>>>> I believed that the conversion from Safe to T needed to be explicit.
> we disagree here.
No problem. There is no single solution to a problem.
See your code with an /*explicit*/ here

     template<class T>
     constexpr /*explicit*/ safe_base(const T & t);

>>> I'm convinced of this.
> LOL I said this - but my brain must have been asleep.
> The concern is that implicit conversion would
>>> break the value checking.
>> I don't follow you here.
> By value checking I mean verification that the resulting value is the
> same as the original value.
I see.
>>> But I don't see that as a concern as
>>> value checking is implemented by overloading the binary assignment
>>> operator and the casting operator. So
>>> void f(short x){
>>> ...
>>> }
>>> safe<long> l = 42;
>> Here you have an implicit conversion int -> safe<long> and this is safe.
>>> short i = l; // will be checked at runtime and be OK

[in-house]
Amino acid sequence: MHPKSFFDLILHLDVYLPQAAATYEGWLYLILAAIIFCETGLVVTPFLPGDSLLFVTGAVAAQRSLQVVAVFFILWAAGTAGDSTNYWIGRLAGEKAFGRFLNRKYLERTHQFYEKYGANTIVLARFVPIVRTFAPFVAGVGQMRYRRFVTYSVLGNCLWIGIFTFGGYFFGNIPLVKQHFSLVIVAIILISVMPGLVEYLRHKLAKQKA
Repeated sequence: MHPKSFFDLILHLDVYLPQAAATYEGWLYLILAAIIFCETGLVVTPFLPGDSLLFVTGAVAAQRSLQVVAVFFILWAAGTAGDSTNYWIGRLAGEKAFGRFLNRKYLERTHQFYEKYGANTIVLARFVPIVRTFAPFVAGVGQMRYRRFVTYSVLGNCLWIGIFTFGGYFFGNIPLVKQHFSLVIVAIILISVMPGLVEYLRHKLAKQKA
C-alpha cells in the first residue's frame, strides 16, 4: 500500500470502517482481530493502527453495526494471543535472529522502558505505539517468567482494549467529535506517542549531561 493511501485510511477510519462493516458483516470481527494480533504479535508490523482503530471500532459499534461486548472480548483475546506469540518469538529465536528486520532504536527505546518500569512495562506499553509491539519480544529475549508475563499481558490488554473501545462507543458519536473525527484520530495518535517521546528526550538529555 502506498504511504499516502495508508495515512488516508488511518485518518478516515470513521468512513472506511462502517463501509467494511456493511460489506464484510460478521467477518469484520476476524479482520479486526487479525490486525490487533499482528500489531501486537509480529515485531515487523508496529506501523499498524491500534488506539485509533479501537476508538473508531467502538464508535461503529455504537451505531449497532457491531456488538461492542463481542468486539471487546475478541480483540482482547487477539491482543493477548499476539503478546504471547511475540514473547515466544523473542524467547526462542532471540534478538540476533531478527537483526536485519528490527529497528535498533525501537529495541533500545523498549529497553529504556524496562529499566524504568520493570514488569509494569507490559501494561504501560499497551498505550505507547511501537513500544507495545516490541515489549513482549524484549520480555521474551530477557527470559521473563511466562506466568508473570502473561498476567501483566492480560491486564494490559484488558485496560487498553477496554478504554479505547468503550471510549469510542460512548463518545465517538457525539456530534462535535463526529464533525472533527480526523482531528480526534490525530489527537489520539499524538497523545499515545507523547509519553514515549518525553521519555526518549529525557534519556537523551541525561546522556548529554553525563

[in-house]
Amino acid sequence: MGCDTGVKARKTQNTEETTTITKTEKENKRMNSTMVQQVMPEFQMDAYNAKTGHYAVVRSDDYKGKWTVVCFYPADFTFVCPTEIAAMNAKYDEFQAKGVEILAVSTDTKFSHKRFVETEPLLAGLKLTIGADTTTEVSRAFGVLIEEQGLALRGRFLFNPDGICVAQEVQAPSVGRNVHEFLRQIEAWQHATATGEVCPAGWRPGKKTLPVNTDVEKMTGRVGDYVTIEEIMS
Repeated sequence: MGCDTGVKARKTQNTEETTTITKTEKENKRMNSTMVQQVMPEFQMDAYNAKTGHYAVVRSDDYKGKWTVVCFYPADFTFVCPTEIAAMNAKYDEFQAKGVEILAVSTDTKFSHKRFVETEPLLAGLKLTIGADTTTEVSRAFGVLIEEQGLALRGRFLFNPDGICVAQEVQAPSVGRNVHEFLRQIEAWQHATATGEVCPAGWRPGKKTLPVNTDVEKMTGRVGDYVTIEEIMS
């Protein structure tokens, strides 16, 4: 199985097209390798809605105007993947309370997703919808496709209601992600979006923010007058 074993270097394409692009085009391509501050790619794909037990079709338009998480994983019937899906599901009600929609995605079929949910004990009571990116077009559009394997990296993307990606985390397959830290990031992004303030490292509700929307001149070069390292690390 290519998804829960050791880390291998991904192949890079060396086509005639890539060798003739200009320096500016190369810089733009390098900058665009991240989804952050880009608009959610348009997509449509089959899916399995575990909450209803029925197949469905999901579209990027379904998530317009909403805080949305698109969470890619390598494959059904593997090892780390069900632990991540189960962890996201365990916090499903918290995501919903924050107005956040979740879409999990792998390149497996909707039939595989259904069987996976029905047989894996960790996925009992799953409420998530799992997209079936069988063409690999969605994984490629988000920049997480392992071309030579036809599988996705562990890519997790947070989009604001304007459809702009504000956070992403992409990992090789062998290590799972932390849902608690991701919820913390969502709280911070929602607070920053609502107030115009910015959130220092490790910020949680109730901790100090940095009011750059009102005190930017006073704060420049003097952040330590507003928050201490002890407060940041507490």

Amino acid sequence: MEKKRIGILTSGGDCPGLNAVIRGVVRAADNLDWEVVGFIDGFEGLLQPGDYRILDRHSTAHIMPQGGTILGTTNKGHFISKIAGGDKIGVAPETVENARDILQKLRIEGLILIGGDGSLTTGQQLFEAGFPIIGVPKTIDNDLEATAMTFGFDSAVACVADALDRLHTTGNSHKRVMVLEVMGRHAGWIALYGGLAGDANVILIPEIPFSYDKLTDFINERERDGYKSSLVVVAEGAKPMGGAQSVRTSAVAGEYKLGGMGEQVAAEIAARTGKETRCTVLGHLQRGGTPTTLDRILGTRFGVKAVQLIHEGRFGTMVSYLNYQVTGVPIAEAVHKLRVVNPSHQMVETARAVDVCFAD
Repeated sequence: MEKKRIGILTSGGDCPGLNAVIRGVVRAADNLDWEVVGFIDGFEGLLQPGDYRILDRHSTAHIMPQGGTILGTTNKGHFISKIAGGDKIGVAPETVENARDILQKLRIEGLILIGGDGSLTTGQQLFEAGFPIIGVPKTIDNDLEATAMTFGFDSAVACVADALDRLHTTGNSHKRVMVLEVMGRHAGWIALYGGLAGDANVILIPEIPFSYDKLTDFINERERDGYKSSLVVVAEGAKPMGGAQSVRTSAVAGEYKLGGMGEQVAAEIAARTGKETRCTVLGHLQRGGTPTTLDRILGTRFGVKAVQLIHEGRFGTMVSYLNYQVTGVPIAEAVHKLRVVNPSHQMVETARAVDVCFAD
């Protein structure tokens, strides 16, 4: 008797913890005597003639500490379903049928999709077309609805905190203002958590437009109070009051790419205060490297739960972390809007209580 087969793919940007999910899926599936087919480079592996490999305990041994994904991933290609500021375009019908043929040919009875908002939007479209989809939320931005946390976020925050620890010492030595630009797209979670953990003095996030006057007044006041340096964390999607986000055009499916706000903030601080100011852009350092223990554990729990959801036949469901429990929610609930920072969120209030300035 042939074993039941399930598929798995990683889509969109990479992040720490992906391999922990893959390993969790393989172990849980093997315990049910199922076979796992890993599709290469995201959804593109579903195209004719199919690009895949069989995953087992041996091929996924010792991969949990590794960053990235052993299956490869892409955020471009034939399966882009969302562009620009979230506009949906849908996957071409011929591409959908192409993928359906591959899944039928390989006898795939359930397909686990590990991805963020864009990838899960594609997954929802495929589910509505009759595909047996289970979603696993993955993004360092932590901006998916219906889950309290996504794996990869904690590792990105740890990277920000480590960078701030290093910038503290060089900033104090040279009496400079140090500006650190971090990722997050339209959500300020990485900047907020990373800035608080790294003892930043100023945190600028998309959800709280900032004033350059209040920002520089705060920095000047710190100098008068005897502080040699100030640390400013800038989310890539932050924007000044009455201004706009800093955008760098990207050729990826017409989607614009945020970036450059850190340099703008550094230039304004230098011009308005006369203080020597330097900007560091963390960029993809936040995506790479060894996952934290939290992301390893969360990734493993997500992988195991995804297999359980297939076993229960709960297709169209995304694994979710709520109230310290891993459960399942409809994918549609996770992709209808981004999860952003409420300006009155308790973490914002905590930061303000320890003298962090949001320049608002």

>> Here there is an implicit conversion int -> safe<long> -> short that is
>> not safe.
> yes it is. if l is greater than numeric_limits<short>::max() then an
> error condition will be invoked. It may fail - but it can never
> go undetected.
My bad. I used safe, when I meant static safe.
>> I believe that for a safe class, this should be forbidden at compile
>> time. If the user wants to do the conversion she must be explicit
> This would break just about all existing programs. It would make the
> folling code illegal
> safe<int> i = 0
> ...
> ++i
> The intention of the library is to make current program safe. It is
> not a new programming idiom
I understand but I don't adhere.
It maybe better than nothing, but I want more :)
>> short i = safe<short>(l);
>> or
>> short i(l);
>> Think about how std::duration works. When we can loss information,
>> implicit conversion are dangerous and should be avoided. This is what
>> you are trying to fix with your library, isn't it?
> Right - and I have. But implicit conversion is not the culprit. It's
> unchecked conversion which causes problems.
>>> f(l); // conversion to short will be checked at runtime and be OK
>> I will expect an explicit conversion here.
> again - we disagree.
No problem.
>>> l = 123412312321123;